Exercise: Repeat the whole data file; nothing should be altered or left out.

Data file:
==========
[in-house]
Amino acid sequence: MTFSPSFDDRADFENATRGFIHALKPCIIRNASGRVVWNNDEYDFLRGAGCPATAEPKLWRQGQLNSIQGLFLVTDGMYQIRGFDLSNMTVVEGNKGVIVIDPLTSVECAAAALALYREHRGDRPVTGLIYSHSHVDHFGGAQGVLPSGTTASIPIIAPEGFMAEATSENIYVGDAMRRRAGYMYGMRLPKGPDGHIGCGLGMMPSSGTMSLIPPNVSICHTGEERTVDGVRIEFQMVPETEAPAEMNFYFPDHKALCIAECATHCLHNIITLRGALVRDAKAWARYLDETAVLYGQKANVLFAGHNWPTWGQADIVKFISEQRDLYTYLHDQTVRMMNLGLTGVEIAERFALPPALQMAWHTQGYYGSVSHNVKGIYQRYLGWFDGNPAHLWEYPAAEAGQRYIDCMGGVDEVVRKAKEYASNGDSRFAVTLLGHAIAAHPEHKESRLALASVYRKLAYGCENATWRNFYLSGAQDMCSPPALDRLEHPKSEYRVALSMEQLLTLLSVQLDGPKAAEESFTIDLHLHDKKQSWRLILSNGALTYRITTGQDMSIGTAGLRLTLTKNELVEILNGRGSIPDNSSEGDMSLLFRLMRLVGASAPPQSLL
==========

[in-house]
Amino acid sequence: MTFSPSFDDRADFENATRGFIHALKPCIIRNASGRVVWNNDEYDFLRGAGCPATAEPKLWRQGQLNSIQGLFLVTDGMYQIRGFDLSNMTVVEGNKGVIVIDPLTSVECAAAALALYREHRGDRPVTGLIYSHSHVDHFGGAQGVLPSGTTASIPIIAPEGFMAEATSENIYVGDAMRRRAGYMYGMRLPKGPDGHIGCGLGMMPSSGTMSLIPPNVSICHTGEERTVDGVRIEFQMVPETEAPAEMNFYFPDHKALCIAECATHCLHNIITLRGALVRDAKAWARYLDETAVLYGQKANVLFAGHNWPTWGQADIVKFISEQRDLYTYLHDQTVRMMNLGLTGVEIAERFALPPALQMAWHTQGYYGSVSHNVKGIYQRYLGWFDGNPAHLWEYPAAEAGQRYIDCMGGVDEVVRKAKEYASNGDSRFAVTLLGHAIAAHPEHKESRLALASVYRKLAYGCENATWRNFYLSGAQDMCSPPALDRLEHPKSEYRVALSMEQLLTLLSVQLDGPKAAEESFTIDLHLHDKKQSWRLILSNGALTYRITTGQDMSIGTAGLRLTLTKNELVEILNGRGSIPDNSSEGDMSLLFRLMRLVGASAPPQSLL